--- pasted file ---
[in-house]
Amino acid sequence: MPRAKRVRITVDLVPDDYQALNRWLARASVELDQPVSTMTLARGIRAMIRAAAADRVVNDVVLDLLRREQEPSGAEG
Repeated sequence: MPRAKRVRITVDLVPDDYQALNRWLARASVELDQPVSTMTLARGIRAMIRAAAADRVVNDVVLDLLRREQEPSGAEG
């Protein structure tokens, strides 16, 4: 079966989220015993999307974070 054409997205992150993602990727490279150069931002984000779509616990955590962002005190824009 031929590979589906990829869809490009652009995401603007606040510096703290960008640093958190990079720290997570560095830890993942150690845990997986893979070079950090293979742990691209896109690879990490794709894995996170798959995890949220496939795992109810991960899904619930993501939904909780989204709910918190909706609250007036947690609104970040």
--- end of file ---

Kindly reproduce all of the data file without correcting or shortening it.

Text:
[in-house]
Amino acid sequence: MPRAKRVRITVDLVPDDYQALNRWLARASVELDQPVSTMTLARGIRAMIRAAAADRVVNDVVLDLLRREQEPSGAEG
Repeated sequence: MPRAKRVRITVDLVPDDYQALNRWLARASVELDQPVSTMTLARGIRAMIRAAAADRVVNDVVLDLLRREQEPSGAEG
């Protein structure tokens, strides 16, 4: 079966989220015993999307974070 054409997205992150993602990727490279150069931002984000779509616990955590962002005190824009 031929590979589906990829869809490009652009995401603007606040510096703290960008640093958190990079720290997570560095830890993942150690845990997986893979070079950090293979742990691209896109690879990490794709894995996170798959995890949220496939795992109810991960899904619930993501939904909780989204709910918190909706609250007036947690609104970040």